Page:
Alaska not included in new federal emission-cutting rule

  • Monday, August 3, 2015 9:58pm
  • News

JUNEAU (AP) — State political leaders welcomed the announcement Monday that Alaska was not included in a new federal rule aimed at reducing greenhouse gas emissions from power plants.

The U.S. Environmental Protection Agency said it didn’t have the information needed to determine the best system of emission reduction in Alaska, which has isolated infrastructures like Hawaii, Puerto Rico and Guam.

The federal agency said it would determine how best to address emission standards for existing fossil fuel-fired power plants in those states and territories at an unspecified later date.

“Because we recognize that these areas face some of the most urgent climate change challenges and some of the highest electricity rates in the U.S., we are committed to obtaining the right information to quantify the emission reductions that are achievable in these states and territories and putting goals in place soon,” the agency said in an emailed statement.

U.S. Sen. Lisa Murkowski, R-Alaska, and chairwoman of the Senate energy committee, called the EPA decision a significant victory for Alaska.

“I appreciate the EPA’s recognition of the facts — that Alaska has unique needs, limited options for cost-effective compliance and is not interconnected. We simply should not be bound by this sweeping regulation,” she said in a release.

However, Murkowski said she was concerned about the impacts of the rule nationally, including how it might affect electricity prices and reliability of the nation’s electric grid.

Gov. Bill Walker said requiring Alaska to abide by one-size-fits-all standards could increase already steep energy costs.

In a release, he said he looks forward to working with the agency to establish appropriate goals for Alaska.

More in News

Alaska State Troopers logo.
COVID-19. (Image courtesy CDC)
Alaska reports record weekly and daily highs

The state reported a record single-day total of 353 cases on Saturday.

The Kenai Peninsula Borough building in Soldotna, Alaska. (Peninsula Clarion file photo)
Borough now accepting applications for housing relief program

The program will provide up to $1,200 per month, for four months, to eligible households.

A masked pumpkin entered into the City of Kenai’s pumpkin decorating is seen here during the Fall Pumpkin Festival in Kenai, Alaska on Oct. 10, 2020. (Photo by Brian Mazurek/Peninsula Clarion)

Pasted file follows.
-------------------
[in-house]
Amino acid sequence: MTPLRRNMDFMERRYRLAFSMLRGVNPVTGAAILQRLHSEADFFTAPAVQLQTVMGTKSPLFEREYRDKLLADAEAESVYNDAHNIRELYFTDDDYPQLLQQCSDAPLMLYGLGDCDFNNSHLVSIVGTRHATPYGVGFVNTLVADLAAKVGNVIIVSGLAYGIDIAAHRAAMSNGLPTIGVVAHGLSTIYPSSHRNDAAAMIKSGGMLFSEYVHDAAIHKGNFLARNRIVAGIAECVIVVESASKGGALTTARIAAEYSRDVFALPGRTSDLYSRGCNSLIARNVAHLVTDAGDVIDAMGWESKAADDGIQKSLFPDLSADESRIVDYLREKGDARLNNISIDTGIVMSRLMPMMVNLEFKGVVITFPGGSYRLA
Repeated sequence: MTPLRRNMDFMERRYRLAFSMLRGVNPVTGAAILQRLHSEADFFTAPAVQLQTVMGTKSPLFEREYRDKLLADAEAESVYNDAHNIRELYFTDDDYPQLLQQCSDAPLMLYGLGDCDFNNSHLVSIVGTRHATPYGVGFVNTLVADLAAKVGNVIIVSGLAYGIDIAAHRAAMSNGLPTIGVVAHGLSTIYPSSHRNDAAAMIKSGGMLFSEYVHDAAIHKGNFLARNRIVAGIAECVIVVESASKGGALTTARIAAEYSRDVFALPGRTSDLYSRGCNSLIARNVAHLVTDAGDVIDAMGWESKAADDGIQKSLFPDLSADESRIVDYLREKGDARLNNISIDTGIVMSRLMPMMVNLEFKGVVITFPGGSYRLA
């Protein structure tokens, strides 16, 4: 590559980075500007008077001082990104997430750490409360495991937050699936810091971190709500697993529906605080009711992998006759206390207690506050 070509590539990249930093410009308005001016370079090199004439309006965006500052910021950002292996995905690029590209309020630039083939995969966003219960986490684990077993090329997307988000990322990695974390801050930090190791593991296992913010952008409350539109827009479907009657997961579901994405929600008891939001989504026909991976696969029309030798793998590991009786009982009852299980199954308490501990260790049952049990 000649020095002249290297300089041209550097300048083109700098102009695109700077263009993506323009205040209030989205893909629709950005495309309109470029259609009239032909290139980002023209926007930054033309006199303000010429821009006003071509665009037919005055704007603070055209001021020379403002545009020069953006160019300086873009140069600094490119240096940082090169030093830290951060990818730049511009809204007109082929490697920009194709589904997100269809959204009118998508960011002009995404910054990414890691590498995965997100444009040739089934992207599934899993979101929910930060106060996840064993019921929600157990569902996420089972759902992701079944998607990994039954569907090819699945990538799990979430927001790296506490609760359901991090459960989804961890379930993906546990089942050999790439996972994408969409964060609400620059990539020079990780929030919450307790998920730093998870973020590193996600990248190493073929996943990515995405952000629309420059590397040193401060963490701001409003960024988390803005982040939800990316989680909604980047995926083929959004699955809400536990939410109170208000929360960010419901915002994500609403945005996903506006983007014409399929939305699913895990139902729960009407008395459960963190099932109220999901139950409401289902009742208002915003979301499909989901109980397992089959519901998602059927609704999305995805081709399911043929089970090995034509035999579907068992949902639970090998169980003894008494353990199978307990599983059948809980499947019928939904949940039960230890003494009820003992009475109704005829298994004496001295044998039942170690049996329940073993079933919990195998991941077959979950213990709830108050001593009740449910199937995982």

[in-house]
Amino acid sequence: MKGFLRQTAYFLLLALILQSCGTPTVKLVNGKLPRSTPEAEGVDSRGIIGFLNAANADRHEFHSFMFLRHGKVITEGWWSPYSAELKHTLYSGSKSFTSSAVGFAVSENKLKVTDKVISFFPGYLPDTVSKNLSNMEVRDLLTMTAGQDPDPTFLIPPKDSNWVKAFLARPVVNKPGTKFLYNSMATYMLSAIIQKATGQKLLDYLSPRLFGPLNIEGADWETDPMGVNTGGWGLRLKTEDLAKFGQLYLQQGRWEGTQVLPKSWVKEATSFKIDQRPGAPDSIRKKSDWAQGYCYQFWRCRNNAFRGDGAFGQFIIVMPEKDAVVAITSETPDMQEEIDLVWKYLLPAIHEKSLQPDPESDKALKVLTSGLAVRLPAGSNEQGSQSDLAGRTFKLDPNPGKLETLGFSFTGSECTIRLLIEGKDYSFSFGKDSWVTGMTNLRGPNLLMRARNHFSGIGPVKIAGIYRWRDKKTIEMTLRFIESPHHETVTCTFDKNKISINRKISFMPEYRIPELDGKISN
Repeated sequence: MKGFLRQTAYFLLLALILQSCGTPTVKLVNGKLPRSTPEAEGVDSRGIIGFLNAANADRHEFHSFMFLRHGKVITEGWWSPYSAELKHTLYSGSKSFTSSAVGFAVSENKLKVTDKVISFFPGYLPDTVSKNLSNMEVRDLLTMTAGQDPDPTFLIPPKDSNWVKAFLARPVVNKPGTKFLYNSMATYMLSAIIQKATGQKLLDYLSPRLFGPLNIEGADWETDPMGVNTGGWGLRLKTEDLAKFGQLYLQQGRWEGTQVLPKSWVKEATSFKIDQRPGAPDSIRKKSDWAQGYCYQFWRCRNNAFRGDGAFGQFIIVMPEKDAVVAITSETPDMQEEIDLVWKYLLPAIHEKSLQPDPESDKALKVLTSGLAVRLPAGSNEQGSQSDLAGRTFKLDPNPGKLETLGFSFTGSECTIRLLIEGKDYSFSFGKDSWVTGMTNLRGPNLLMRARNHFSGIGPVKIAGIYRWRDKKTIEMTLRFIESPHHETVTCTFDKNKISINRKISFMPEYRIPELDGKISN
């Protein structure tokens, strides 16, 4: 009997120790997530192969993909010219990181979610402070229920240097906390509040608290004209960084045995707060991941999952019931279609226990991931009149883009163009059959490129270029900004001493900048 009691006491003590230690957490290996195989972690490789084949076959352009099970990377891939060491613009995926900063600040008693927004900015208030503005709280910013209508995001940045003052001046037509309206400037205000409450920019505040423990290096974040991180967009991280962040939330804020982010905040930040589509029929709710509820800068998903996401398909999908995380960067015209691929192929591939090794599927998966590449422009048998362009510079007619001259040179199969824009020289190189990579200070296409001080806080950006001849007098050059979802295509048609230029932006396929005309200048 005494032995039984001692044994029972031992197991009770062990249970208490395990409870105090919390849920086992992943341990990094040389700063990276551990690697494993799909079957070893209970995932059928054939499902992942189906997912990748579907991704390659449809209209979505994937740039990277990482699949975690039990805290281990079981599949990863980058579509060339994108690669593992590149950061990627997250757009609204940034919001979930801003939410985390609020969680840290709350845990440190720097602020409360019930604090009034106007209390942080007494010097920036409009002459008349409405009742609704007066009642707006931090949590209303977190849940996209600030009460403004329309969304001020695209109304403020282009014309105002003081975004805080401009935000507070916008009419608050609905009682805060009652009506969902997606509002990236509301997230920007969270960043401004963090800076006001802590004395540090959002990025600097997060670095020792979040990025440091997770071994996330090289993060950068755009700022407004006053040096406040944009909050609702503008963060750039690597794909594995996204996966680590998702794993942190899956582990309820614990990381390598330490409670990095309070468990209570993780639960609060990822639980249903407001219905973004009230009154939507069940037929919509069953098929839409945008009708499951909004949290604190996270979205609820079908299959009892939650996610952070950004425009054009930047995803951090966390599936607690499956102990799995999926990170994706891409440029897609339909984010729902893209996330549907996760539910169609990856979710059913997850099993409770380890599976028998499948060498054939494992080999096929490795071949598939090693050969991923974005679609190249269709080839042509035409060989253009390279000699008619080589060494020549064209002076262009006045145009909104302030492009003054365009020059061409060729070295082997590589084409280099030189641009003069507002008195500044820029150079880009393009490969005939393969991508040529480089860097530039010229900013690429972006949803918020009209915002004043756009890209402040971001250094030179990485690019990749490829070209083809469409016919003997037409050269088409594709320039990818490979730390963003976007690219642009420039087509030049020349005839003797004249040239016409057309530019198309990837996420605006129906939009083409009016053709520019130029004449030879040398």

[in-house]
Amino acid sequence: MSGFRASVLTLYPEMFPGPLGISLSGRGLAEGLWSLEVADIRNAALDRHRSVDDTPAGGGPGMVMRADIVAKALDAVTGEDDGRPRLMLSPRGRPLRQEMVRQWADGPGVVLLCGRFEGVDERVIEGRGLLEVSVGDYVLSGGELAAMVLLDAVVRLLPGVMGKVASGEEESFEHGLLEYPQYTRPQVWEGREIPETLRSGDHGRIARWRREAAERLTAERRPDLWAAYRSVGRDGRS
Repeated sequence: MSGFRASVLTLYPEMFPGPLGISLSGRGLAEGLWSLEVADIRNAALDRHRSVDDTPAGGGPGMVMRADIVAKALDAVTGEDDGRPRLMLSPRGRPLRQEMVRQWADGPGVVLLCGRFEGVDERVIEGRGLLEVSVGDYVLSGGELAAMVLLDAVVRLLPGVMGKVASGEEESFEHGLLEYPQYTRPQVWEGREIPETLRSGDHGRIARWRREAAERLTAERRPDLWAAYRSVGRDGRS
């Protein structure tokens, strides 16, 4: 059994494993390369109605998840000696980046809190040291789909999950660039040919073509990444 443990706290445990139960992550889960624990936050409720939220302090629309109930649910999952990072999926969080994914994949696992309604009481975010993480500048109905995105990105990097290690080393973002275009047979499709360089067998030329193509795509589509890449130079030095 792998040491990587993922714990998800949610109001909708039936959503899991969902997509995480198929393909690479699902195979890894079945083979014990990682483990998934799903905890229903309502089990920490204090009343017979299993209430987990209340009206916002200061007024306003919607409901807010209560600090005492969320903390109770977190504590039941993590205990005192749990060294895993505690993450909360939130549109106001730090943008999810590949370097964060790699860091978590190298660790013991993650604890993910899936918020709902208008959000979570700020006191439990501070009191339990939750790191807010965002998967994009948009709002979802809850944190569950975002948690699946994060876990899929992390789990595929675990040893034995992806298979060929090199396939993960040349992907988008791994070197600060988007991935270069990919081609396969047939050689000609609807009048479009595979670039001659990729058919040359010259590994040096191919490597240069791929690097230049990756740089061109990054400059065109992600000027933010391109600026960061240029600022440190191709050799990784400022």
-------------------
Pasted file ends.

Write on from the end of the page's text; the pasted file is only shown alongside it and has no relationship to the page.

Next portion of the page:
Masks get their day

Peninsula offers spooky, socially distanced Halloween events

Graphic showing the location of the Salamatof Boat Launch.
Salamatof Boat Launch to close to public Monday

Improvements to the launch include evening out the gravel road, providing a space close to the river

Chelsea Berg, a nurse at Peninsula Community Health Services, administers a flu shot during a free drive-thru flu shot event at Kenai Central High School in Kenai, Alaska, on Saturday, Oct. 24, 2020. (Photo by Brian Mazurek/Peninsula Clarion)
Drive-thru flu shots draw nearly 300

“We want people to be as healthy as possible and not get two diseases at one time.”

James Baisden, who is running to represent Alaska’s 30th District in the State House of Representatives, is seen here in Kenai, Alaska on Oct. 14, 2020. (Photo by Brian Mazurek/Peninsula Clarion)
Election 2020: House District 30 candidate James Baisden

Baisden discusses PFD, COVID and running as a petition candidate.

This graphic shows the Kenai Peninsula Borough School District risk levels associated with different numbers of new COVID-19 cases. (Image courtesy Kenai Peninsula Borough School District)
Eastern peninsula schools will continue remote learning through Oct. 28

Eastern peninsula schools include Moose Pass School, Seward Elementary, Seward Middle School and Seward High School.

Linda Galloway, of Kenai, fills out her absentee ballot at Kenai City Hall on Wednesday. (Photo by Brian Mazurek/Peninsula Clarion)
Questions on casting your ballot?

There are 12 days left until th Nov. 3 general election.

Most Read